Little Lake Chemical Spill Q&A
Written by Communications, April 14, 2018
Who is responsible for monitoring this spill at Little Lake and advising the public of any concerns?
The Ministry of the Environment and Climate Change (MOECC) is continuing to assess the recent spill from the GE
facility. If any results indicate a possible risk to human health, the MOECC will notify Peterborough Public Health (PPH).
The MOECC has monitored PCBs in the Otonabee River for over 30 years. They expect the report from the latest
monitoring to be available during the summer of 2018. The last report which was released in 2012 showed that PCBs
were declining in little lake and the Trent Severn Waterway. The Trent Severn Waterway is owned by the Federal
Government and they are responsible for making decisions regarding the sediments in the watercourse and have also
conducted monitoring on PCBs in Little Lake over the past several years.
Are there any public health risks to the spill that is happening in Little Lake?
There is likely no risk to public health. PPH has reached out to the MOECC and learned that recent samples from the
water in Little Lake Marina are all below the laboratory detection limits for PCBs as of April 27, 2018. To learn more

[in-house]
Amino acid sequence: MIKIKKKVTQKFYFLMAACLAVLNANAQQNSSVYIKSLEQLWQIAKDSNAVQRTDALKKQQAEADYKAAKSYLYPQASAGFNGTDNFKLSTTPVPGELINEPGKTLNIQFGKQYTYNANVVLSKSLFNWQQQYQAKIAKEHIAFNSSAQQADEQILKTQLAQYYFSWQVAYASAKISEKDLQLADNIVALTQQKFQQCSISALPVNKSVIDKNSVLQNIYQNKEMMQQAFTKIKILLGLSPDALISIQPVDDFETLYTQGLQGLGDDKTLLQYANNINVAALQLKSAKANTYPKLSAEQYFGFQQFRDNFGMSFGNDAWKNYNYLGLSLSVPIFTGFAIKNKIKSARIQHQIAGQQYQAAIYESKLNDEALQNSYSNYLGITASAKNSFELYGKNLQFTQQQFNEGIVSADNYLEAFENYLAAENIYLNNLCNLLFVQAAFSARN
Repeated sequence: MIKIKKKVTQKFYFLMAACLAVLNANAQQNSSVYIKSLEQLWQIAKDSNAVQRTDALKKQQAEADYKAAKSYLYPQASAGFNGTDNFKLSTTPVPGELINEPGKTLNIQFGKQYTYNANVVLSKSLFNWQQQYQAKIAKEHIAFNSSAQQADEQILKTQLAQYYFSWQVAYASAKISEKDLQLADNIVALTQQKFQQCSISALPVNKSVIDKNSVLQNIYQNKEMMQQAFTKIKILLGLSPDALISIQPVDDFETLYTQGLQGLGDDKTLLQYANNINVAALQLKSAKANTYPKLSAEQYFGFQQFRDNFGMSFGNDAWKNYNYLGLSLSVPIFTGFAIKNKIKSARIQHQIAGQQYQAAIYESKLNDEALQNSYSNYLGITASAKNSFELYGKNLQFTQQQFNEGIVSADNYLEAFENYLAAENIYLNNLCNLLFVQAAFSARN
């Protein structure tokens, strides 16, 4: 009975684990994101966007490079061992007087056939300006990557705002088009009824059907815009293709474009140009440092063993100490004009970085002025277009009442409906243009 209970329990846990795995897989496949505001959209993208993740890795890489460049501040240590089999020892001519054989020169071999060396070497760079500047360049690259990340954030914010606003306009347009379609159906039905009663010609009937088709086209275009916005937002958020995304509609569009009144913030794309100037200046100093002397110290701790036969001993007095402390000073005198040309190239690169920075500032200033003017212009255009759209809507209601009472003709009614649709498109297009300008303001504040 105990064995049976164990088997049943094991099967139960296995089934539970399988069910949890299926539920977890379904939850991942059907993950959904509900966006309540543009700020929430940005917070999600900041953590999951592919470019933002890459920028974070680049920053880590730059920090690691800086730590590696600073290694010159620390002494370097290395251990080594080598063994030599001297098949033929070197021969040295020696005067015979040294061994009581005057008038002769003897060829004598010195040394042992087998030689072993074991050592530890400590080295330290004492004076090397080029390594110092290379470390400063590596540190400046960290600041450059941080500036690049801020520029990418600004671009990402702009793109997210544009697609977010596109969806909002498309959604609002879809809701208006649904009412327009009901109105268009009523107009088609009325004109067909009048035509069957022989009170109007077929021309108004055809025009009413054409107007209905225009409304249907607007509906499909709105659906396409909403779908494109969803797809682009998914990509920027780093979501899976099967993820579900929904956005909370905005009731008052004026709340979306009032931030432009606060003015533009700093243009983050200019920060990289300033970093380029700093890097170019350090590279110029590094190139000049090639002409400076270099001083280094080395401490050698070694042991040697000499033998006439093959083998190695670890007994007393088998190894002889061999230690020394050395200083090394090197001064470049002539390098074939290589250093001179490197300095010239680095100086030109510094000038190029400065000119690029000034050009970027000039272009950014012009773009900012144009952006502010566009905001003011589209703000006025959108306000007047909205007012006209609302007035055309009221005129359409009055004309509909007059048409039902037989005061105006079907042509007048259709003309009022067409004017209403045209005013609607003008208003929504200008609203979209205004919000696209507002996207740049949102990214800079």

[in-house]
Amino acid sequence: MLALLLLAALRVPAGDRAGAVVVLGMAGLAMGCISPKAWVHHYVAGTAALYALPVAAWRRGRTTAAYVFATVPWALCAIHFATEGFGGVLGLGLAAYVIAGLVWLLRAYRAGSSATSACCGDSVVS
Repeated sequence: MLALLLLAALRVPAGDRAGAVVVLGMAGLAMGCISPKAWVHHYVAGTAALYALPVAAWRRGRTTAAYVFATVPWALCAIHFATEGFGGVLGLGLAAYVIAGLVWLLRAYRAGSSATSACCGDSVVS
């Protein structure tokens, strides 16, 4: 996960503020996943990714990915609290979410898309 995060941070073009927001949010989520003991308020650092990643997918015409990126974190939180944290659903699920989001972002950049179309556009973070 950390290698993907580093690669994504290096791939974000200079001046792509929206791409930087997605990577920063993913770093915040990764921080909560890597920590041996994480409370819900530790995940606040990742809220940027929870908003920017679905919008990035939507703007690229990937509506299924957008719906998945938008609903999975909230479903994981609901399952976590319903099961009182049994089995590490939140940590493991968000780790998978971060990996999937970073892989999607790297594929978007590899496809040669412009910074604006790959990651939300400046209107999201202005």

about PCBs, click here or visit the Health Canada website (www.canada.ca) and search for PCBs.
What is Peterborough Public Health doing about this?
PPH is in regular contact with the MOECC and will advise the public if there are any public health concerns.
Will it be safe to swim at Beavermead or Rogers Cove beaches when they open?
PPH will start routine surveillance of public beaches in June to ensure that the water quality is safe for swimming during
the summer months. The public beaches at Beavermead and Rogers Cove are sampled by Public Health Inspectors at
least once each business day. All samples are submitted to the Peterborough Public Health Laboratory for
bacteriological analysis. The water samples are tested for E. coli bacteria, an indicator of fecal contamination in the
water. Beach sampling does not include testing for chemical contaminants. The MOECC is responsible for testing the
water in Little Lake and advising PPH if PCB levels are above acceptable limits.
Is it safe to consume fish from Little Lake?
Residents are advised to consult the Guide to Eating Ontario Fish produced by the MOECC before consuming any fish
from the Otonabee River. It’s available online at www.ontario.ca and there’s a link to it on the PPH website under the
Food Safety section.
How is this spill impacting drinking water in the City of Peterborough?
The municipal water supply is unaffected by this spill because water for the City of Peterborough is drawn upstream and
treated before going into residents’ homes.